Large differences in energy use between types of building
In 2011, average purchased energy use in industrial buildings within service industries was 234 kWh/m 2 . This is about the same compared to the same type of buildings in 2008. The energy use in hospitals was among the highest, at 375 kWh/m 2 in 2011.
The statistics show large variations in energy use per square metrebetween and within different building types. This can be explained by differences in building constructions, area of application, the amount of electrical equipment and the scope of implemented energy efficiency measures. Buildings with a high energy use had extremely energy-intensive equipment, while those with a very low energy use had limited technical equipment and a short period of use.
Schoolhouses and kindergartens are among the building types with the lowest energy use per square metre. Primary schools and upper secondary schools used on average 150 kWh/m2.
Relatively warm weather in 2011
The temperature is an important variable in explaining energy use. The figures published here are not temperature adjusted but they will be in 2013 when the final figures for 2011 are published. In 2011, the average temperature for Norway was 1.8 degrees Celsius above the normal temperature for the period 1961–1990. In 2008, it was 1.4 degrees Celsius above the normal.
Electricity and district heating the largest energy sources
The largest energy source in most building types is electricity (on average 77 per cent), but for some buildings district heating accounts for a substantial share of total energy use. The building types that use a high share of district heating include universities, colleges and sports centres. The share of district heating accounted for 18 per cent of total energy use in buildings. Heating oil is also used in some buildings, but accounted for just 2.1 per cent of total energy use. Other energy sources, such as pellets and gas were important energy sources for some large buildings. However, in total, these energy sources accounted for only a minor share of total energy use. Results also show that the use of wood is not common in industrial buildings.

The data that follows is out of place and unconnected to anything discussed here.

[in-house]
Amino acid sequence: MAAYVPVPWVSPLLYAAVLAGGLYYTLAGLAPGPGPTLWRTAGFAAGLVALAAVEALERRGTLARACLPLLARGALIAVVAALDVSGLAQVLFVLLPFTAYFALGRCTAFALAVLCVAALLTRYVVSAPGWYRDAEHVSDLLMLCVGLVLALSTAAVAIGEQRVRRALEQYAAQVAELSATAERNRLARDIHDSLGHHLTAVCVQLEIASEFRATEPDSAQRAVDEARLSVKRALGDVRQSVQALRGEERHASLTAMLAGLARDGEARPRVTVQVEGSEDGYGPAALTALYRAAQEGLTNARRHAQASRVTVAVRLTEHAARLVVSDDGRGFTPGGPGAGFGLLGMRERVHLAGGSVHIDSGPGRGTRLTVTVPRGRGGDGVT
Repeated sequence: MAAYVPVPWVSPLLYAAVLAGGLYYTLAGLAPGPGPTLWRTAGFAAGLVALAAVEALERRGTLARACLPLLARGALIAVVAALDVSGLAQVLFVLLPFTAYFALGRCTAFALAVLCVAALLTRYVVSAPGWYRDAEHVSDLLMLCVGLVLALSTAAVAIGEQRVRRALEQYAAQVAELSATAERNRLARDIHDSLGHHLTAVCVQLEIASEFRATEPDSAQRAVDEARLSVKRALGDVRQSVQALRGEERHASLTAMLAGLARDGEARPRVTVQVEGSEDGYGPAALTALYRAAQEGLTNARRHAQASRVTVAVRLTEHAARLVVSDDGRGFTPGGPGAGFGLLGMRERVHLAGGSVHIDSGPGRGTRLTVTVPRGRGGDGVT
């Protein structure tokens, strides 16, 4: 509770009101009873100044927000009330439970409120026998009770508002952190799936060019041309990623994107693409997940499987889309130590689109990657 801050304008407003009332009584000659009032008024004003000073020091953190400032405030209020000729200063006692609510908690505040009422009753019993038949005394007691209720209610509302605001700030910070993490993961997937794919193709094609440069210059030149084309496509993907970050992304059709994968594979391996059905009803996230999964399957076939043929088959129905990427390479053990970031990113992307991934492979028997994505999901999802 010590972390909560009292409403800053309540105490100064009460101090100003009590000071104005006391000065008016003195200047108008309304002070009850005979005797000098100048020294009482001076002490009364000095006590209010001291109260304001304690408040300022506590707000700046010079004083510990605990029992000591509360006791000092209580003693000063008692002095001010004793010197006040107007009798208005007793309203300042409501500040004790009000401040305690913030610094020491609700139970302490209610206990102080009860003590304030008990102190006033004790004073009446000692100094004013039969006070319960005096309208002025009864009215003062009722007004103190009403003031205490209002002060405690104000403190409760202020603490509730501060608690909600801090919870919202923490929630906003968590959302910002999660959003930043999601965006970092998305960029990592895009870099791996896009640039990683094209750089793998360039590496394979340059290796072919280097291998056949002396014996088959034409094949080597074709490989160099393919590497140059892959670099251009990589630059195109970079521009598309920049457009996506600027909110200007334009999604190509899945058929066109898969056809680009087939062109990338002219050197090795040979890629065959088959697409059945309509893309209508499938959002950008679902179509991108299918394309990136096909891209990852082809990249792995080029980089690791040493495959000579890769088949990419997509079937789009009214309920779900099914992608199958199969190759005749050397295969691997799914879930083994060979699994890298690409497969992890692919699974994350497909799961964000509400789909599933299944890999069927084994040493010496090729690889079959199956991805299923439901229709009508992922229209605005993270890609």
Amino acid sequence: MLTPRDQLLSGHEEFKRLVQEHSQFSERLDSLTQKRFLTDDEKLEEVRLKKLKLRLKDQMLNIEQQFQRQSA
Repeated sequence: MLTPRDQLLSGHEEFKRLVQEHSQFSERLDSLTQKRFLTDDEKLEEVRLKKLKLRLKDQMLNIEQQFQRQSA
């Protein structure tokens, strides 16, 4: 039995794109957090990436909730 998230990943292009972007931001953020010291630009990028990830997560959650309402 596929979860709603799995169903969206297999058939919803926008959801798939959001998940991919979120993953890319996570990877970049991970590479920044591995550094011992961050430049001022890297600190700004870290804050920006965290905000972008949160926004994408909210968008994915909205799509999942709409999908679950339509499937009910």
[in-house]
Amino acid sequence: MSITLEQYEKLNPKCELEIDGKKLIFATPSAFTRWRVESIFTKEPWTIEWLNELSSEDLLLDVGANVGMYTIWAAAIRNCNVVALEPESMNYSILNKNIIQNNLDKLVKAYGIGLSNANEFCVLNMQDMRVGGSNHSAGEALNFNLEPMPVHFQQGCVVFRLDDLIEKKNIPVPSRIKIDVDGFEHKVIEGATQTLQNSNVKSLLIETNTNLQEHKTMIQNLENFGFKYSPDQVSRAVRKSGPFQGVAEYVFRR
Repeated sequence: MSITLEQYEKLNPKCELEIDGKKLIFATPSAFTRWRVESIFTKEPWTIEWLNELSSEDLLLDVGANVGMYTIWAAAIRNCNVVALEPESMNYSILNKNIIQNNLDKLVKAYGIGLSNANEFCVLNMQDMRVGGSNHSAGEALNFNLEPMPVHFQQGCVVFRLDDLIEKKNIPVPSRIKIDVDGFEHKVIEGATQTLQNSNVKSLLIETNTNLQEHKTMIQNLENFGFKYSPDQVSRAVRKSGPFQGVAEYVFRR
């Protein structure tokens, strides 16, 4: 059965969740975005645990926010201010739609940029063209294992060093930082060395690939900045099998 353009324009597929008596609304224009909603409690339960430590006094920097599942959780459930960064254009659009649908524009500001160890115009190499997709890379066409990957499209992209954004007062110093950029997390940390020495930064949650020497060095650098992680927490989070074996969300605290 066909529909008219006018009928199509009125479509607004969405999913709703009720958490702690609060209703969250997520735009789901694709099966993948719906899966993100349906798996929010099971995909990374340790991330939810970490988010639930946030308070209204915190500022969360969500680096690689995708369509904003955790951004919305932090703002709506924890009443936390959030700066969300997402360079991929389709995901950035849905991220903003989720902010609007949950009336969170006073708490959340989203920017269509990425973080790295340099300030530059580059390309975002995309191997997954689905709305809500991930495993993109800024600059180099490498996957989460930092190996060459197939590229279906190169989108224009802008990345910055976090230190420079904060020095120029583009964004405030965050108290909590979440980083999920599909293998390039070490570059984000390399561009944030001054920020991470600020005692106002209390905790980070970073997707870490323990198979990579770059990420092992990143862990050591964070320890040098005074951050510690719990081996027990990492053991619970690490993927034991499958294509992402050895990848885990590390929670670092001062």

Slightly lower energy use in newer buildings
There is no strong relationship between a building’s age and energy use, but some of the building types best represented in the survey have a slightly lower energy use in newer buildings. Increased demands for better comfort and indoor climate can partly explain why the energy use in newer buildings is not lower.
Central heating an important heating source
About 70 per cent of the buildings in the sample had central heating as their main heating source. Buildings with central heating had a higher energy use in most building types than those without central heating.
Heat recovery ventilation system most common
Ninety per cent of the buildings had balanced mechanical ventilation with heat recovery as the main source of ventilation. Three per cent had balanced mechanical ventilation without heat recovery, and four per cent had a mechanical exhaust ventilation system. Three per cent had natural ventilation as the main source of ventilation.